The investigation into the case of Zatikyan and his accomplices lasted about a year. The trial of the terrorists in the Supreme Court of the USSR took place from January 16 to 20, 1979. It was closed and secret. Even the relatives of the defendants were not allowed into the courtroom. The only information about the trial and the verdict in the news media was a short note in Izvestia (January 31, 1979).Stepanyan and Baghdasaryan pleaded guilty, Zatikyan did not. For him, the court became a political platform.A documentary about this trial was made. On the recording, one can hear Zatikyan saying in Armenian: “Tell people that these were Stepan’s last words: Revenge, revenge and revenge again.”On the other hand, Stepanyan said: “If one of us survives, there will be explosions again.”

On January 24, 1979, all the accused were found guilty by the court and sentenced to capital punishment – execution. On January 30, the Presidium of the Supreme Soviet of the USSR rejected the petition for clemency, and on the same day, the sentence was carried out.

The acts of terrorism carried out by Armenian nationalists have gone beyond the Soviet Union borders. In this respect,Turkish diplomats have become the target of terrorism. “Armenian terrorism, as well as its support in the larger Armenian community, was unique in its visceral hatred of its Turkish enemy” writes Michael M. Gunter in his book titled Armenian History and the Question of Genocide. As a result of the Armenian terror, more than 30 Turkish diplomats and their families have lost their lives since 1970.Most of these assassinations were mainly carried out by terrorist organizations, such as the Armenian Secret Army for the Liberation of Armenia (ASALA) and the Justice Commandos of the Armenian Genocide (JCAG).Both groups were founded in the mid-1970s and by the early 1980s had become extremely active.Despite both groups having disintegrated in the end of 1980s, an Armenian protester was spotted with an ASALA T-shirtin Los Angeles on  July22, 2020.The ideology that feeds those terrorist organizations, which mainly operated in Western countries, is still alive. The main reason for their “success” in the West is that they have not been properly punished until now.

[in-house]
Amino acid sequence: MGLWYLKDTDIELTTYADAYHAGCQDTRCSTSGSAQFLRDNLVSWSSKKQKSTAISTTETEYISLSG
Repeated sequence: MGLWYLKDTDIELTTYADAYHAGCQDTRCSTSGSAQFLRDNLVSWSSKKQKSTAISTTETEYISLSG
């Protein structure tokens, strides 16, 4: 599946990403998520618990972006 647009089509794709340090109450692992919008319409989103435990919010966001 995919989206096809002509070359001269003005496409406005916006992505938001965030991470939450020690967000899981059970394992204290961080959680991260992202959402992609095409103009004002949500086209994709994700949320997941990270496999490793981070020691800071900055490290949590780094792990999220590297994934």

Furthermore,Armenian terrorist organizations systematically and deliberately perpetrated acts of terrorism on Azerbaijani territory, as well. On March 19, 1994, 14 civilians lost their lives and 49 were injured as a result of the bombed attack perpetrated at the “20 January” metro station in Baku.

To put it briefly, the terrorist tradition of the Armenian ultranationalists needs to be deeply and systematically studied. The root causes of violent extremism in Armenian society are complex, multifaceted and intertwined as it has more than 100 years of history. Armenians present their terrorists to future generations as heroes, leaving their statues and encouraging future generations to grow up as terrorists.A clear example of this is the monument erected in memory of members of the ASALA terrorist organization at the Yerablur State Military Cemetery in Yerevan, Armenia.Asidefrom that, the defeat on the front in the 44-day war with Azerbaijan correspondingly pushed Armenian society into a deep sense of collective frustration and humiliation; in turn, it triggered a rise in nationalist sentiments and made them more radicalized, which galvanize terrorist attacks against Azerbaijani people. Considering that, the intelligence services and law enforcement agencies of the countries, where both Azerbaijani and Armenian diaspora live, should expeditiously increase situational awareness.